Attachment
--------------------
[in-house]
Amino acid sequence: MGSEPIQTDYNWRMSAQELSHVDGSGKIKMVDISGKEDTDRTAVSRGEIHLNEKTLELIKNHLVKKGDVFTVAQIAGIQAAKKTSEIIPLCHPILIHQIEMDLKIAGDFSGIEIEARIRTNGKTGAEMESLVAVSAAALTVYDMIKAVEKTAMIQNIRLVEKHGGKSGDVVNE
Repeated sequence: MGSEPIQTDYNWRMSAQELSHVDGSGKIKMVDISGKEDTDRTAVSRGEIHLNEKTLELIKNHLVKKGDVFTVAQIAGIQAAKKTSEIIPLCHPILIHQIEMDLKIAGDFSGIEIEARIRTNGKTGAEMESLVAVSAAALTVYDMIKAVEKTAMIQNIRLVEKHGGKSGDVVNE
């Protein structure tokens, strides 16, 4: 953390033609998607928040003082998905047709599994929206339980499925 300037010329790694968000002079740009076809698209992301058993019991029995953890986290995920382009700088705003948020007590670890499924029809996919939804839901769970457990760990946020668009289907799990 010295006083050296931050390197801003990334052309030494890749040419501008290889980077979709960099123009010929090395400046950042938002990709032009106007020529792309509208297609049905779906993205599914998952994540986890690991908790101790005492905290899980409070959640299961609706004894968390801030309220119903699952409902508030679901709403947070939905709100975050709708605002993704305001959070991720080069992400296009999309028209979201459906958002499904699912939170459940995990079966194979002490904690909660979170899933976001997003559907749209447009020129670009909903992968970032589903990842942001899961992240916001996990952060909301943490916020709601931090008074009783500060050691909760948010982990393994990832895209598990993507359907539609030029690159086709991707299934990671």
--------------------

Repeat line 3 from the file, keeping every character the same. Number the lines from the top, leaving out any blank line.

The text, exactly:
Repeated sequence: MGSEPIQTDYNWRMSAQELSHVDGSGKIKMVDISGKEDTDRTAVSRGEIHLNEKTLELIKNHLVKKGDVFTVAQIAGIQAAKKTSEIIPLCHPILIHQIEMDLKIAGDFSGIEIEARIRTNGKTGAEMESLVAVSAAALTVYDMIKAVEKTAMIQNIRLVEKHGGKSGDVVNE